Life on Earth began in Scotland… with 440mn year old fungus, scientists discover
Tortotubus fungus, also found in Gotland, Sweden, is said to be one of the first organisms to make its way from the sea on to land.
The fungus, which is no taller than the width of a human hair, is the oldest land-dwelling organism on fossil record and is likely to have made the transition from the oceans over 440 million years ago.
Crucially for humans, the fungus kick-started the process of rot and soil, a condition pivotal to the evolution of mammals.
A report on the discovery suggests the fungus played an important role in the nitrogen cycle, which enabled a fertile layer of soil to build up.
“Before there could be flowering plants or trees, or the animals that depend on them, the processes of rot and soil formation needed to be established,” said Dr Martin Smith, who wrote a report on the discovery.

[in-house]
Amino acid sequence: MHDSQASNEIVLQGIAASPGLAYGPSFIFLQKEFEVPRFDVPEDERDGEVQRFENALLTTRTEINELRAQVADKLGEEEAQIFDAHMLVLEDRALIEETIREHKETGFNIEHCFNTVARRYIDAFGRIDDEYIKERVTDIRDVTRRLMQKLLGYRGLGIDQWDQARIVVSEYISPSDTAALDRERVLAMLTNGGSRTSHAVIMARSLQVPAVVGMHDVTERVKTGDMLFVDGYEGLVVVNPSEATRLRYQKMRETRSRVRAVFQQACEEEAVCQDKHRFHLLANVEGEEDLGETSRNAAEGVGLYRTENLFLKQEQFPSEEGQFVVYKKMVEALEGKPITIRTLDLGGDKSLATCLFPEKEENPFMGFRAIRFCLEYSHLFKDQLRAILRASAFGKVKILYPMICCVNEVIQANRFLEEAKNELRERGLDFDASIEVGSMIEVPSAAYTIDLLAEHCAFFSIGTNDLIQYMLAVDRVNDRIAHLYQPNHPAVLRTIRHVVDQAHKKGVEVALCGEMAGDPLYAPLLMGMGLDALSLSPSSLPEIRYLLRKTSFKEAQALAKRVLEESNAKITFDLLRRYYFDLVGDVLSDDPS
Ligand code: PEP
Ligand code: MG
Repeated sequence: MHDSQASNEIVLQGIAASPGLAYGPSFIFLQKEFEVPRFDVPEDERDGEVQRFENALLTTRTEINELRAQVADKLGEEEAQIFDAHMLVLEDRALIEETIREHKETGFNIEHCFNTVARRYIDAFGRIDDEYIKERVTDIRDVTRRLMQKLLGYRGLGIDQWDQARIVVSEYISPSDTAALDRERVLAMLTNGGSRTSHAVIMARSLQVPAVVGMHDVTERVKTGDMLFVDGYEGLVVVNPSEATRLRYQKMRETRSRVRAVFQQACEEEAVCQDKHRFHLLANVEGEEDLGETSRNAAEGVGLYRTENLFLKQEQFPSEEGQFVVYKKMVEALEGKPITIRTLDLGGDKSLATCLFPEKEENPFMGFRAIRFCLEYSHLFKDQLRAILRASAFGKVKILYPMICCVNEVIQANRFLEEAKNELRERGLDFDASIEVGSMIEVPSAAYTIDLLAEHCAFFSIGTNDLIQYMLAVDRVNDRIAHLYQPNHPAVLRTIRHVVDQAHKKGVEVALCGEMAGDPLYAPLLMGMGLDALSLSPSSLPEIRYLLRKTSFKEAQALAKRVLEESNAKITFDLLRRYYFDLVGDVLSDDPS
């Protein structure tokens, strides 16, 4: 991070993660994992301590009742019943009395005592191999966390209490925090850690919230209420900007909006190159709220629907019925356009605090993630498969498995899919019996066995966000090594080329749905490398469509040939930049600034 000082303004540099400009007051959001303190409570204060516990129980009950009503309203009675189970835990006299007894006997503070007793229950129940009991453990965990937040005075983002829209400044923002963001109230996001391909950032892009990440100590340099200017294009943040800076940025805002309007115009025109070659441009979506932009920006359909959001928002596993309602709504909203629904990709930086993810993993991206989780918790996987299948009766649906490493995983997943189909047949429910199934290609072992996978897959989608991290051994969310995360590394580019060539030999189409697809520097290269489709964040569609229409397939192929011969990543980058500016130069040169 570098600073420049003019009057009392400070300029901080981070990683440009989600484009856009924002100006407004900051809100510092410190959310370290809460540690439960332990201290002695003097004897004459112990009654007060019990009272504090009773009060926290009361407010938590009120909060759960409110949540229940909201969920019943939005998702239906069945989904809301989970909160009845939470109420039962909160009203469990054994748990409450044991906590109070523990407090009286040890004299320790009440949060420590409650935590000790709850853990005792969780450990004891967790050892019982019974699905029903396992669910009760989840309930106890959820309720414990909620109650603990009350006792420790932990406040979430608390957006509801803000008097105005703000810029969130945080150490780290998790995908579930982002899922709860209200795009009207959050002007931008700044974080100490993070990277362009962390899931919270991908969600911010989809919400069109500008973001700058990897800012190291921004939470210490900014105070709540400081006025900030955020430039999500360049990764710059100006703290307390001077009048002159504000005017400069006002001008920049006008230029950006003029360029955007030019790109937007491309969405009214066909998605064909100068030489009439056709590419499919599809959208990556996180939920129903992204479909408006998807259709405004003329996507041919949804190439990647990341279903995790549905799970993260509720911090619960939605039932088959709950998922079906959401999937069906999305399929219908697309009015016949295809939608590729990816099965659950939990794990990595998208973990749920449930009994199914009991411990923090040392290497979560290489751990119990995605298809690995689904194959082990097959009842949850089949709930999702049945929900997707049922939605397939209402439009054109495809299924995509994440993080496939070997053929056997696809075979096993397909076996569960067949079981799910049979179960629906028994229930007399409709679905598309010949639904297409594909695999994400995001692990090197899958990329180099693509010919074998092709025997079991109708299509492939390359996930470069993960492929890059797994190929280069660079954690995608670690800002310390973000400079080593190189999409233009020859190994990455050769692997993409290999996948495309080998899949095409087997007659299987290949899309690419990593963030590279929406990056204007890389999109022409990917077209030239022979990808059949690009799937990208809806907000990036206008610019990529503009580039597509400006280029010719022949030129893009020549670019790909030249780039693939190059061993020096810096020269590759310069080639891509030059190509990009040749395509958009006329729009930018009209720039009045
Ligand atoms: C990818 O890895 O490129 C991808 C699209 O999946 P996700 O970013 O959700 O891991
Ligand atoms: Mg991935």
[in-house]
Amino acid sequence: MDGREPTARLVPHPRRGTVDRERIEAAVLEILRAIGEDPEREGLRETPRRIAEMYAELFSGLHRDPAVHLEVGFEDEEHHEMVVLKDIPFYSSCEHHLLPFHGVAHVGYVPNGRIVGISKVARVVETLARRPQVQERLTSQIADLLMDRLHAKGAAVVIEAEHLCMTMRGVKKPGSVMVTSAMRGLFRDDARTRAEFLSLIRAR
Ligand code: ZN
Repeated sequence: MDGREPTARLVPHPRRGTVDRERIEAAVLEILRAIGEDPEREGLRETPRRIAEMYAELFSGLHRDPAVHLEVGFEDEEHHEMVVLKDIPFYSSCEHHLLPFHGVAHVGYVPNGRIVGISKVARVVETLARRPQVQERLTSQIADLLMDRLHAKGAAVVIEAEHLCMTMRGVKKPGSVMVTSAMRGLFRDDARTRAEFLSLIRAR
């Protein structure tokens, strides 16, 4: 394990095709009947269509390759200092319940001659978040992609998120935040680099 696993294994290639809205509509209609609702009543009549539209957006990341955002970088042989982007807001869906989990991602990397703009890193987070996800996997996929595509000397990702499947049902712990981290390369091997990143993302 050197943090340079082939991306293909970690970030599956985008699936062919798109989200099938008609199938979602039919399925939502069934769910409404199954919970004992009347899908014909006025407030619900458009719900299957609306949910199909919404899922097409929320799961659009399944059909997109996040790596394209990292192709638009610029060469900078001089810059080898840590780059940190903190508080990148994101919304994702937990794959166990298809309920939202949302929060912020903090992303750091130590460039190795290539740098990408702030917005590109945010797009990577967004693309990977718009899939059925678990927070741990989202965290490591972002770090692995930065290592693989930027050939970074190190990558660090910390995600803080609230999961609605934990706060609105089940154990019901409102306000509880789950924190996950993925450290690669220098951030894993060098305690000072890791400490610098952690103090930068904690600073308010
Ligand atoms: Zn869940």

“During the period when this organism existed, life was almost entirely restricted to the oceans: nothing more complex than simple mossy and lichen-like plants had yet evolved on the land,” Smith said.
Early fungi, such as Tortotubus, were specialist decomposers that started the process of getting oxygen and nitrogen into the soil. The latest discovery allowed for the cycle of nutrients to establish a conducive environment on land.
“What we see in this fossil is complex fungal ‘behavior’ in some of the earliest terrestrial ecosystems – contributing to soil formation and kick-starting the process of rotting on land,” said Smith.
Tortotubus had cord-like arms allowing it to colonize surfaces on land. Similar fungi occupy the earth today.
The Scottish fungi may also have formed mushrooms, which would have spread across the land.
“This fossil provides a hint that mushroom-forming fungi may have colonized the land before the first animals left the oceans, it fills an important gap in the evolution of life on land,” said Smith.